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Analysis of English pronunciation of voices

Analysis of English pronunciation of voices

Singing songs is one of the most popular amusements in Japan. We sing many kinds of songs at occasions such as karaoke. However, it is difficult for most of Japanese native speakers to sing English songs because of difference of phone inventory of the two languages. Nowadays, there are numerous studies of CALL (Computer Assisted Language Learning) systems including the training of English pronunciation; however, there is no system that evaluates English pronunciation of the sung English. We are now investigating how to develop such a system by analyzing English singing voice and the result of subjective evaluation. In this paper, we show the result of the subjective evaluation as well as the analysis results. As a result, we found that not only the number of mispronunciations but also other factors affect the perceived goodness of English pronunciation. We also found that pronunciation scores of the singing voice by singers with singing experience were higher than that of spoken speech, which might mean that the experience of singing improves the skill of English singing .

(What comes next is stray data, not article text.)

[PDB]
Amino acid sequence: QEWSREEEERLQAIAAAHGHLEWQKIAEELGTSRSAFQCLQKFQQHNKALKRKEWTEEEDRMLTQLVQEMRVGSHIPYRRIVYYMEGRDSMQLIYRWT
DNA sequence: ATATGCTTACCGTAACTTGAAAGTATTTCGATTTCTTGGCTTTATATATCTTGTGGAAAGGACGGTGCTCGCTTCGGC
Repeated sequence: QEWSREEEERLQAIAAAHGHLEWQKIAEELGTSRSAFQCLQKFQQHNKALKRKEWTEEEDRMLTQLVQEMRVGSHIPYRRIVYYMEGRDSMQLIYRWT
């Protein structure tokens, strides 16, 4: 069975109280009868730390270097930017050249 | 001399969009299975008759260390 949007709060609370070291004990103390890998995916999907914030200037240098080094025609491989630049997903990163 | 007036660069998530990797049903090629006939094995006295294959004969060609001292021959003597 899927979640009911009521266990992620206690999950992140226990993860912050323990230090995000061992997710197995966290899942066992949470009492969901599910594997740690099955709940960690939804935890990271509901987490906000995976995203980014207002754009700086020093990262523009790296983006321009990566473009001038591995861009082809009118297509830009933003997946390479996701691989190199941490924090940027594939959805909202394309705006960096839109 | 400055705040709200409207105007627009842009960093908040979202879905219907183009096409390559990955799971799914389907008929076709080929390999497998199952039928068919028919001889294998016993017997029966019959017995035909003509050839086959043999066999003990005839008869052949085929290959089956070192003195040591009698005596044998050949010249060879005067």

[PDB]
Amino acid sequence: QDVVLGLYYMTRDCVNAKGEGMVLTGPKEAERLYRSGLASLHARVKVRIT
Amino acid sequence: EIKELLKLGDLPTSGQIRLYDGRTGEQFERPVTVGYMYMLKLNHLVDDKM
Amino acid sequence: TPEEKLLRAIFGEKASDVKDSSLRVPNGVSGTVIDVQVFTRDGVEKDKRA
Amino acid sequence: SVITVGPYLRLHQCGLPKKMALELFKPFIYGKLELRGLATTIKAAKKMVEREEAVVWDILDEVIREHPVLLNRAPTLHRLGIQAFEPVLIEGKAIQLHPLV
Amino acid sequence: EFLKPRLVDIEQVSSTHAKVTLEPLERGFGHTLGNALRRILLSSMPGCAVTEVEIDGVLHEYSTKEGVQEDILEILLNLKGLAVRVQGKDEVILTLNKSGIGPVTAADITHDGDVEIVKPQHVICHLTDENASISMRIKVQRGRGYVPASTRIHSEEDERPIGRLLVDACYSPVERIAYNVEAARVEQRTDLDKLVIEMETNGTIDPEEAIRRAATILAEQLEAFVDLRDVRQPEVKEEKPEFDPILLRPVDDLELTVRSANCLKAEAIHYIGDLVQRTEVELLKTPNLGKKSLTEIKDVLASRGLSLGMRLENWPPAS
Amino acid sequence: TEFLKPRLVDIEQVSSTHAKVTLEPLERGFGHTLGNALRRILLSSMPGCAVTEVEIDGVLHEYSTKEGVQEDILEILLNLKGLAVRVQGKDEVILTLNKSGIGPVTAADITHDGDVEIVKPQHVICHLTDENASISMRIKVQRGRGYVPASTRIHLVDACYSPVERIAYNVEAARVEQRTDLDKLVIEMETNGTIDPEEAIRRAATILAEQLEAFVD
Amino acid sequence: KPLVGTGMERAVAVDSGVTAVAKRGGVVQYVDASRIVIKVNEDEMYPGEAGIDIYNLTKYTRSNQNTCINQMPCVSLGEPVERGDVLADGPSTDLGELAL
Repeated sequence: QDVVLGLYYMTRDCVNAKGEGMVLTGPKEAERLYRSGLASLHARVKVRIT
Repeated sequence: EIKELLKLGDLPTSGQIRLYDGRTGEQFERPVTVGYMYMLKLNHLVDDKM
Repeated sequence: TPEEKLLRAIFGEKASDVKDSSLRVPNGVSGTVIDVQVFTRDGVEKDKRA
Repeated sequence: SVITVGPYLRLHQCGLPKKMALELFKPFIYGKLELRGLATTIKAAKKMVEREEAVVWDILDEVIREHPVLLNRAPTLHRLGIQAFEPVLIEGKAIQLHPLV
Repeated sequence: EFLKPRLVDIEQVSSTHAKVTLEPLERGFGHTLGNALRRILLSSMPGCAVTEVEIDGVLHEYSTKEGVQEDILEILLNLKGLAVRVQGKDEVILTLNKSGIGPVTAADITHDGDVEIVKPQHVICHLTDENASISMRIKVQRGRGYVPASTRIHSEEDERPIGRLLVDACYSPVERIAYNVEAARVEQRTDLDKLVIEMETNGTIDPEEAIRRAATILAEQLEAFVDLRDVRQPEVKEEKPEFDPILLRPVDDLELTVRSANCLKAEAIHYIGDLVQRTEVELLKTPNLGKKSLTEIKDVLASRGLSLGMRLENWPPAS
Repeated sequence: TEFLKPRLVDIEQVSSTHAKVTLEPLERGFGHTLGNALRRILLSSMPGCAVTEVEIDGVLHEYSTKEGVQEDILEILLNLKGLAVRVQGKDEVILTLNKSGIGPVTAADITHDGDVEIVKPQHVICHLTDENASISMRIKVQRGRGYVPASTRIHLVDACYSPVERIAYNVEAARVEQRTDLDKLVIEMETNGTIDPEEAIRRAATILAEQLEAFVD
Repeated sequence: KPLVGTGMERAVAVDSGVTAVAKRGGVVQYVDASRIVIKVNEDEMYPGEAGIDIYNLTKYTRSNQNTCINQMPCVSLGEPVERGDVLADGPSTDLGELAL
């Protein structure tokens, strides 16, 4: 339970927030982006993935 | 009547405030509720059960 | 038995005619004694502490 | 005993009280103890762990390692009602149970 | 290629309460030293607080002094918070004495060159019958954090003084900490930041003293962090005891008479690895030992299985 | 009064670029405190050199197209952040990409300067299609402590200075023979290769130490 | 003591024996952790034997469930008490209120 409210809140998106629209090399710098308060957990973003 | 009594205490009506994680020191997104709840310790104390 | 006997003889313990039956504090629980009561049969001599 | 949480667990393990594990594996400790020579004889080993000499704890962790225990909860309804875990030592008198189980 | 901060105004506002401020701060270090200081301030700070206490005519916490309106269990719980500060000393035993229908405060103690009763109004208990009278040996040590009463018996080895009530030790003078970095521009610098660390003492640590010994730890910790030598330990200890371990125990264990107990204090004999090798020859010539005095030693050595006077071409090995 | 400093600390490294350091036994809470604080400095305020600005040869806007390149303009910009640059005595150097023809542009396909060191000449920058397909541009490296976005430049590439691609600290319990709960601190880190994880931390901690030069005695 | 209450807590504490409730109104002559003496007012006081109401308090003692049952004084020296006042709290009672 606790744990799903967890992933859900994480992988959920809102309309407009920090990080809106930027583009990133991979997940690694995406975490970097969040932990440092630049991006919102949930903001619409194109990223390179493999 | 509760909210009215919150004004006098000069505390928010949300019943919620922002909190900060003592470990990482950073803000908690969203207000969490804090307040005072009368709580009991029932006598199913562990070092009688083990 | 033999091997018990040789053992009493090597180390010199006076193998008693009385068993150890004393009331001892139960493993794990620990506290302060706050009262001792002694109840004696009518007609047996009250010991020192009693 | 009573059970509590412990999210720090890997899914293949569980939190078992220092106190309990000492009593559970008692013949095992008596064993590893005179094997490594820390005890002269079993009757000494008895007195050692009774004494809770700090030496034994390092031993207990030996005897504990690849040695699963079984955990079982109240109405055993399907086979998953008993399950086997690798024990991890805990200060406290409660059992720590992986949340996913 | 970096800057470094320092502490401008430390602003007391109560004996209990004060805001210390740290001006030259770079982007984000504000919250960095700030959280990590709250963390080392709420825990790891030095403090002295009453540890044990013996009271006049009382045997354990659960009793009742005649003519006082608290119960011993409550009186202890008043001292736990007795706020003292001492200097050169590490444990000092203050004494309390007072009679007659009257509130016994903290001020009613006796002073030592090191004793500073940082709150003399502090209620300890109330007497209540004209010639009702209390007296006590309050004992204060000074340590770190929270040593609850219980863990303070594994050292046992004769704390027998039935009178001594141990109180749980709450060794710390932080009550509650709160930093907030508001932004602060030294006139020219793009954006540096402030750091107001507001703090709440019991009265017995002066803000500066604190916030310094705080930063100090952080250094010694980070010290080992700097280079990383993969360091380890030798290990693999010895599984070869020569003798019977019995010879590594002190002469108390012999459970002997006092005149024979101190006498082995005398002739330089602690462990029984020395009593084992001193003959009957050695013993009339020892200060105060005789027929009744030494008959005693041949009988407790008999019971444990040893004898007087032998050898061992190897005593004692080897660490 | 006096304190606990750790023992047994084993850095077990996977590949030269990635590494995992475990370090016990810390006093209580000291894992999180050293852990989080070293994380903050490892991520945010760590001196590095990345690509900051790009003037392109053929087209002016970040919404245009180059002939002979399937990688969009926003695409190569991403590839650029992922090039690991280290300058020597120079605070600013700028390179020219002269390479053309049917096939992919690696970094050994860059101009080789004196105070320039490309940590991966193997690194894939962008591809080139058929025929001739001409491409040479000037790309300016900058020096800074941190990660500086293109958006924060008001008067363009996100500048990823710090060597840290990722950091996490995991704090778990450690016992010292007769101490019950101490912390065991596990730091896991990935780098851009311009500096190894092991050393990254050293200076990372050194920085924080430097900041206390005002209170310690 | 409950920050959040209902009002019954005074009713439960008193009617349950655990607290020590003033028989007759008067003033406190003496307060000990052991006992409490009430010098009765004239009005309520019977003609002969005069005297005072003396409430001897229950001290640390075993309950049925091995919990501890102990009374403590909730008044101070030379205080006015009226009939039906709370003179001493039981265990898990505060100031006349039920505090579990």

Analysis of English pronunciation of voices